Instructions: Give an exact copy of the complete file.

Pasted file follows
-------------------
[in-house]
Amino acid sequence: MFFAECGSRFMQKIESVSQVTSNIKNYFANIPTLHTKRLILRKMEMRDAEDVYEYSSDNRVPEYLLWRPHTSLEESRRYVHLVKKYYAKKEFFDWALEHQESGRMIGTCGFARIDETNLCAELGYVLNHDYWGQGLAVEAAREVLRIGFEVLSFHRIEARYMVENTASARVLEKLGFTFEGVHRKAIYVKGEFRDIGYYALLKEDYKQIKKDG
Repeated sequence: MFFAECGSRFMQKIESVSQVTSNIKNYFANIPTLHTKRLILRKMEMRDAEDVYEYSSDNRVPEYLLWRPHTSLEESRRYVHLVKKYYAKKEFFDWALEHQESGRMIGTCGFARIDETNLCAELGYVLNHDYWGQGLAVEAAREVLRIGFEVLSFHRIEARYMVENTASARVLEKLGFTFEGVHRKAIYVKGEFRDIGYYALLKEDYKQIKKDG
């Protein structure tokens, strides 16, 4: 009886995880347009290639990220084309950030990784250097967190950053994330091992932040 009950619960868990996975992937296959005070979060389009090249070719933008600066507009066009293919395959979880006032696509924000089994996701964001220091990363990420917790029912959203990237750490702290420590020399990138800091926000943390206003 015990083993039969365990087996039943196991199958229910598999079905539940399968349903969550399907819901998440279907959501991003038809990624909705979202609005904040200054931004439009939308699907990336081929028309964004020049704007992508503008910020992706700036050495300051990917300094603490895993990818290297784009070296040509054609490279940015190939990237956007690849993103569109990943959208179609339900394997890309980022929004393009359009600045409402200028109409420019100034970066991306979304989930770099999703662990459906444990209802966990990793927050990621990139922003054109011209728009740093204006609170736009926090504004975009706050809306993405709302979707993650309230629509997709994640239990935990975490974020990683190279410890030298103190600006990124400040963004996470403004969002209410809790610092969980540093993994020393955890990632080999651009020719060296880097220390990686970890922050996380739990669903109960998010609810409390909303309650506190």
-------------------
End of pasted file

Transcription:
[in-house]
Amino acid sequence: MFFAECGSRFMQKIESVSQVTSNIKNYFANIPTLHTKRLILRKMEMRDAEDVYEYSSDNRVPEYLLWRPHTSLEESRRYVHLVKKYYAKKEFFDWALEHQESGRMIGTCGFARIDETNLCAELGYVLNHDYWGQGLAVEAAREVLRIGFEVLSFHRIEARYMVENTASARVLEKLGFTFEGVHRKAIYVKGEFRDIGYYALLKEDYKQIKKDG
Repeated sequence: MFFAECGSRFMQKIESVSQVTSNIKNYFANIPTLHTKRLILRKMEMRDAEDVYEYSSDNRVPEYLLWRPHTSLEESRRYVHLVKKYYAKKEFFDWALEHQESGRMIGTCGFARIDETNLCAELGYVLNHDYWGQGLAVEAAREVLRIGFEVLSFHRIEARYMVENTASARVLEKLGFTFEGVHRKAIYVKGEFRDIGYYALLKEDYKQIKKDG
């Protein structure tokens, strides 16, 4: 009886995880347009290639990220084309950030990784250097967190950053994330091992932040 009950619960868990996975992937296959005070979060389009090249070719933008600066507009066009293919395959979880006032696509924000089994996701964001220091990363990420917790029912959203990237750490702290420590020399990138800091926000943390206003 015990083993039969365990087996039943196991199958229910598999079905539940399968349903969550399907819901998440279907959501991003038809990624909705979202609005904040200054931004439009939308699907990336081929028309964004020049704007992508503008910020992706700036050495300051990917300094603490895993990818290297784009070296040509054609490279940015190939990237956007690849993103569109990943959208179609339900394997890309980022929004393009359009600045409402200028109409420019100034970066991306979304989930770099999703662990459906444990209802966990990793927050990621990139922003054109011209728009740093204006609170736009926090504004975009706050809306993405709302979707993650309230629509997709994640239990935990975490974020990683190279410890030298103190600006990124400040963004996470403004969002209410809790610092969980540093993994020393955890990632080999651009020719060296880097220390990686970890922050996380739990669903109960998010609810409390909303309650506190």